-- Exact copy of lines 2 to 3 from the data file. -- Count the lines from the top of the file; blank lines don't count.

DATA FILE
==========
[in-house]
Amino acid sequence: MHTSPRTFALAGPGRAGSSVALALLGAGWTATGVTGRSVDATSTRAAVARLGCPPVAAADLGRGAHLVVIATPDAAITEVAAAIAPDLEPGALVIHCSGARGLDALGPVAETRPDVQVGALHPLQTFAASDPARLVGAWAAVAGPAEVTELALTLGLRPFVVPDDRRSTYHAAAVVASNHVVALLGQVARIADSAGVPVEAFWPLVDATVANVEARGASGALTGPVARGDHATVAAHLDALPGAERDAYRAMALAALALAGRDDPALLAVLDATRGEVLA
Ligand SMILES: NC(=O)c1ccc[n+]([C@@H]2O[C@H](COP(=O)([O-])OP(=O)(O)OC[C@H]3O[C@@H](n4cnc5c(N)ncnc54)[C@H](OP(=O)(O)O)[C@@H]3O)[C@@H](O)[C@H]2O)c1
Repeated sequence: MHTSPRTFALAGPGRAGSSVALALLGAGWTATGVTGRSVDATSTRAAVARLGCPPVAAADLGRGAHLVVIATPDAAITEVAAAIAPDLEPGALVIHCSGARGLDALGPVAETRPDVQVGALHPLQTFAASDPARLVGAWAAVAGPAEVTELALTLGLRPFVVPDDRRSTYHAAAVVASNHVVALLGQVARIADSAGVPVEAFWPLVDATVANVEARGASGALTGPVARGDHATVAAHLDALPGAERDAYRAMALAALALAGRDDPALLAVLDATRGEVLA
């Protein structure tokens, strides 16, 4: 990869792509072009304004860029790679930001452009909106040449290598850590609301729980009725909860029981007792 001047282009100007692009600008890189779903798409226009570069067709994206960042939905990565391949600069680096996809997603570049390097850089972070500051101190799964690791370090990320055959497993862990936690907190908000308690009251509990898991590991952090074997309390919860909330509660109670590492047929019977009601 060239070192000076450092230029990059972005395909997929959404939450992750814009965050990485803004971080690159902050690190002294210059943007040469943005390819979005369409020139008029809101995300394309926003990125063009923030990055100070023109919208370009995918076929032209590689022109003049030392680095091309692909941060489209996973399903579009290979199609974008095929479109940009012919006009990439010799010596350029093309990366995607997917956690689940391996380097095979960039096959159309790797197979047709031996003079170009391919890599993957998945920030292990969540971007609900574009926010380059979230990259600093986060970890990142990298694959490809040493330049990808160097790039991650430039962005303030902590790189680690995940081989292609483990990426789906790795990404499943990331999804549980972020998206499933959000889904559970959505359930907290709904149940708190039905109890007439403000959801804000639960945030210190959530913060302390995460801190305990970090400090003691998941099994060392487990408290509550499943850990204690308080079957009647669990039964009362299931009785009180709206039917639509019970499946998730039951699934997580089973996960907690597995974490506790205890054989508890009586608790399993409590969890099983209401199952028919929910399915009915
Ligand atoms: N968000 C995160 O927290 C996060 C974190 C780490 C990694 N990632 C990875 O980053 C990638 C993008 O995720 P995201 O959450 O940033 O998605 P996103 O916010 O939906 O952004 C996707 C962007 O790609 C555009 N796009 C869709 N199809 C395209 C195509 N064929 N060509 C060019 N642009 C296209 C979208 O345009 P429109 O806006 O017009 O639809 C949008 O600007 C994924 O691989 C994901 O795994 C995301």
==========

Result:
Amino acid sequence: MHTSPRTFALAGPGRAGSSVALALLGAGWTATGVTGRSVDATSTRAAVARLGCPPVAAADLGRGAHLVVIATPDAAITEVAAAIAPDLEPGALVIHCSGARGLDALGPVAETRPDVQVGALHPLQTFAASDPARLVGAWAAVAGPAEVTELALTLGLRPFVVPDDRRSTYHAAAVVASNHVVALLGQVARIADSAGVPVEAFWPLVDATVANVEARGASGALTGPVARGDHATVAAHLDALPGAERDAYRAMALAALALAGRDDPALLAVLDATRGEVLA
Ligand SMILES: NC(=O)c1ccc[n+]([C@@H]2O[C@H](COP(=O)([O-])OP(=O)(O)OC[C@H]3O[C@@H](n4cnc5c(N)ncnc54)[C@H](OP(=O)(O)O)[C@@H]3O)[C@@H](O)[C@H]2O)c1